He’s only 20 with limited experience above the low minor leagues, but Braves officials say Jason Heyward will enter spring training with every chance to win the right-field job.
Then there’s Jordan Schafer, 23, who last spring won a three-way battle for the center-field job and hit two home runs in the opening series at Philadelphia. A year later, he’ll go to spring training with a surgically repaired wrist and only a slight chance to make the roster.
The Braves’ current and former No. 1 prospects have something else in common: Both say they’re unconcerned about decisions that will determine whether they begin the season at Class AAA Gwinnett.
“Go out there and have fun, and everything else will take care of itself,” Heyward said last week, downplaying a question about whether he might be nervous as the center of attention when full-squad workouts start Feb. 23 at Lake Buena Vista, Fla.
Schafer said: “I just want to play. I don’t care where it is, I just want to play.”
Expectations for Heyward have grown as fast as he has. In recent weeks, the 6-foot-4, 245-pound slugger was rated the No. 1 prospect in all of baseball by ESPN, MLB.com, and Baseball America, which also named him minor league player of the year for 2009.
Heyward hit .323 with a .408 on-base percentage, 17 homers, a .555 slugging percentage and as many walks (51) as strikeouts in 99 games at three levels in 2009, including 49 games in high-Class A and 47 games at Class AA.
“He’s virtually skipping Triple-A if he makes the team,” manager Bobby Cox said of Heyward, who had three late-season games at Gwinnett. “That doesn’t happen often. But in his case we just feel that he should, if he’s going to come to spring training, be given a crack at it.”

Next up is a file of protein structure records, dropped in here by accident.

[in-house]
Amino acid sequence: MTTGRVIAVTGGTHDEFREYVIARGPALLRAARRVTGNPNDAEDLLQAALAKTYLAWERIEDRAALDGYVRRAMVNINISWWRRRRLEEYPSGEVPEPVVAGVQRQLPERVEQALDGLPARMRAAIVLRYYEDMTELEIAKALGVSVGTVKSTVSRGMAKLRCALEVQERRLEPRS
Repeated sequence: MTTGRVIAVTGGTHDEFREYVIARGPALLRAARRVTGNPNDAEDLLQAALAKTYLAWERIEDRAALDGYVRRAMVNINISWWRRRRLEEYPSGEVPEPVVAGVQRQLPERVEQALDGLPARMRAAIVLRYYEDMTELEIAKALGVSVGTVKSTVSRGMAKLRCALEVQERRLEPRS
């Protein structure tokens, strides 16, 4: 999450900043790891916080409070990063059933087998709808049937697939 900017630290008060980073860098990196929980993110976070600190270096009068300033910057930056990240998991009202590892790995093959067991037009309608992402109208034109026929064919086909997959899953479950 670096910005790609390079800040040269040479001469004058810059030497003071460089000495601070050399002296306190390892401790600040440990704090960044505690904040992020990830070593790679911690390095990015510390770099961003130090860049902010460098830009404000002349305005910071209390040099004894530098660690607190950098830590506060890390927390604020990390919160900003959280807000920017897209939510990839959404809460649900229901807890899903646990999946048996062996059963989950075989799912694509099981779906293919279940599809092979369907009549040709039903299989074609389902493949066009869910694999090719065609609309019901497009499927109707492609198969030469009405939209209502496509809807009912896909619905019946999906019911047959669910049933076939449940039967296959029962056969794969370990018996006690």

In the past decade, Tampa Bay outfielder Rocco Baldelli is believed to be the only position player drafted out of high school who made an opening-day roster before reaching 200 at-bats above Class A and went on to play at least 30 games in the majors.
Heyward has 173 at-bats above Class A. That’s not many, but it’s seven more than catcher Brian McCann had above Class A before being brought to the majors in June 2005.
McCann hit .278 with five homers in 180 at-bats in a part-time Braves role that season and has made four consecutive National League All-Star teams since.
Heyward would be used in a starting role, since the Braves don’t want to have their most talented position prospect since Andruw Jones riding the pine while still developing.
The Braves’ other current option for right field is versatile Melky Cabrera, acquired from the New York Yankees in a December trade for pitcher Javier Vazquez.
Team officials express hope that Heyward has a solid spring to nail down the right-field job, in which case they could use switch-hitting Cabrera to complement Matt Diaz in left field and to spell Heyward against some lefties.
But if the Braves decide to start Heyward at Gwinnett, they could trade for or sign another outfielder – free agent Johnny Damon was among those still available at week’s end – or use Cabrera in right and Diaz in left, with Gregor Blanco or someone else in the organization as a backup along with utility players Eric Hinske and Omar Infante.
There might also be a chance, however slight, that Schafer could convince the Braves he’s ready to open the season on the 25-man roster, but he’s more likely headed to Gwinnett for at least the first part of the season to regain his swing and confidence.
Schafer was sent to Gwinnett at the beginning of June after struggling mightily while trying to play through an injury that was eventually diagnosed as a fracture.